The great news is that Game Of Thrones has been green-lit for another series – good news not just for those of us now hooked on the drama, but also for the thousands of jobs it will bring to Northern Ireland as the crew return to the Paint Hall within the next few weeks. (Great activity today as the sets were being built and prepared for the crew’s arrival.) And it’s just great news for Northern Ireland that TV of this quality is being filmed here. Some of the backdrops might look familiar, but there is absolutely nothing about Game Of Thrones that looks low-budget, parochial, small scale – it is epic in every sense of the word, and competes with TV made anywhere else in the world.
So here in Northern Ireland we’re now making world-class TV, preparing to open a world-class Titanic visitor attraction, and in the TQ building the largest city redevelopment project in Europe. We’re not a provincial backwater any more; we’re rediscovering some of that spirit that made us the world’s biggest and best shipbuilders a century ago. Which makes it all the more frustrating when the minority of people still stuck in the past try to put the brakes on all this progress; I’ve been finishing off this blog post watching the news about the riots in East Belfast last night – a crushing reminder that even while we’re surrounded by all these signs of new hope and bold enterprise, there are those who can’t stop re-enacting the clueless, pointless cycle of violence.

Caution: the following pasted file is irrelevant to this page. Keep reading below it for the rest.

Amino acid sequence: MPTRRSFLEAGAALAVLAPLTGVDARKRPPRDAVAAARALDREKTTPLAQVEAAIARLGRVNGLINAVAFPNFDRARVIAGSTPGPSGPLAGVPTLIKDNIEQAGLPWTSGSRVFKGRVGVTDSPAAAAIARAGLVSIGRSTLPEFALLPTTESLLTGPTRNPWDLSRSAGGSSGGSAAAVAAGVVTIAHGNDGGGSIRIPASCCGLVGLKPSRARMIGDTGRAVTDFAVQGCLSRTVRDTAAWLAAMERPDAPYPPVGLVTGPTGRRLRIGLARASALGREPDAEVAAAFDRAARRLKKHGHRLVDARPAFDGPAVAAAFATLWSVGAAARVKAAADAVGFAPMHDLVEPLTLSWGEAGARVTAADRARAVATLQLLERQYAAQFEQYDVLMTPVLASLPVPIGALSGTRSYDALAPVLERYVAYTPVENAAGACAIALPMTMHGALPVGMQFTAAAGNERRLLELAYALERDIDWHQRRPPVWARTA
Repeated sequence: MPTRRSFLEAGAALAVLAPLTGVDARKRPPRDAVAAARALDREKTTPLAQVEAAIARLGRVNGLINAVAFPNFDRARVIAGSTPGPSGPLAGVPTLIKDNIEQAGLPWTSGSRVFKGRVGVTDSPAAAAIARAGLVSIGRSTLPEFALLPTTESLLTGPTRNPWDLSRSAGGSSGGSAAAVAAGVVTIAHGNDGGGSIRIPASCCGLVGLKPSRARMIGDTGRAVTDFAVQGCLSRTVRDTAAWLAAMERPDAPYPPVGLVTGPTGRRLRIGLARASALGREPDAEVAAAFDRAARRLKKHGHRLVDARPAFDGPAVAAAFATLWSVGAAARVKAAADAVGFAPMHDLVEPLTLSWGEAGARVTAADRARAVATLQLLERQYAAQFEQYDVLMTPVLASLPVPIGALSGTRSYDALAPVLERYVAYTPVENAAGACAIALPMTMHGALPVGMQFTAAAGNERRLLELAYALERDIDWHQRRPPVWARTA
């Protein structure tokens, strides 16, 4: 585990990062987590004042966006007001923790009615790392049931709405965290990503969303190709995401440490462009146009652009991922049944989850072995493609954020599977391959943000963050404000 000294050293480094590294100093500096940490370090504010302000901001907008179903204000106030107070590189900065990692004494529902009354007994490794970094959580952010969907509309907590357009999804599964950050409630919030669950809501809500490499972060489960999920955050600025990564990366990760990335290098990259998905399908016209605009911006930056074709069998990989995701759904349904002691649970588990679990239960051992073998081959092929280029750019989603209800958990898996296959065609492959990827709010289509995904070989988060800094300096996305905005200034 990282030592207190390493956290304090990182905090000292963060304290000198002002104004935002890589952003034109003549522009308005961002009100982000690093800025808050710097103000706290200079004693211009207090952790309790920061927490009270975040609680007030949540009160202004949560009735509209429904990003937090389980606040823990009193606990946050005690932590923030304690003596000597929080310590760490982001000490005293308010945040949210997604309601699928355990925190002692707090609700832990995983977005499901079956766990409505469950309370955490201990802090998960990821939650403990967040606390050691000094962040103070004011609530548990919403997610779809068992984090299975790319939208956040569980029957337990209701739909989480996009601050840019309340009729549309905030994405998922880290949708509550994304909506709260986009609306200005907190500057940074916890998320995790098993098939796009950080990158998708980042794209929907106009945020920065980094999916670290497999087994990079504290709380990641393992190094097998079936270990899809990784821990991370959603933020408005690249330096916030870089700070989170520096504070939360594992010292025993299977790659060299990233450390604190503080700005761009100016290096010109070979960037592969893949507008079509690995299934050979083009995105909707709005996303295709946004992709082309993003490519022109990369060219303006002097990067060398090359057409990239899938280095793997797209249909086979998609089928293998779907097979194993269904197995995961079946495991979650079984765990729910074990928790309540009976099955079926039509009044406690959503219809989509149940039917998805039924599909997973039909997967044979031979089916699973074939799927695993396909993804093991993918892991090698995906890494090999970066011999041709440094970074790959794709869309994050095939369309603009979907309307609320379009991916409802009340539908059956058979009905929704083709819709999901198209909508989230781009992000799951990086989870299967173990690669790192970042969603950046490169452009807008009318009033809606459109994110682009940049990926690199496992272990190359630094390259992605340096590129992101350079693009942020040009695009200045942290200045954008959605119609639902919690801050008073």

We’re not building that ugly, tit-for-tat world any more. We’re living in a Northern Ireland which is home to multi-million pound TV shows and international golfing heroes, a city which is rooted in its past but running towards a new future. Let’s not lose hold of that hope.
A nice big pic to start off with today, as it contains lots of carefully-placed ingredients!
First up of course you can see another fantastic bunch of people on the Dock Walk yesterday – lots of different backgrounds and great chat. Behind them you can see a perfect mixture of old and new: the brick building to the left of the picture is the old Drawing Office, the magnificent building where Titanic was designed. Towards the right of the picture you can see on the billboard the artist’s impression of the new Titanic Belfast visitor attraction – the visionary concept which was unveiled a few years ago. And in the middle you can see that the concept is fast becoming a reality.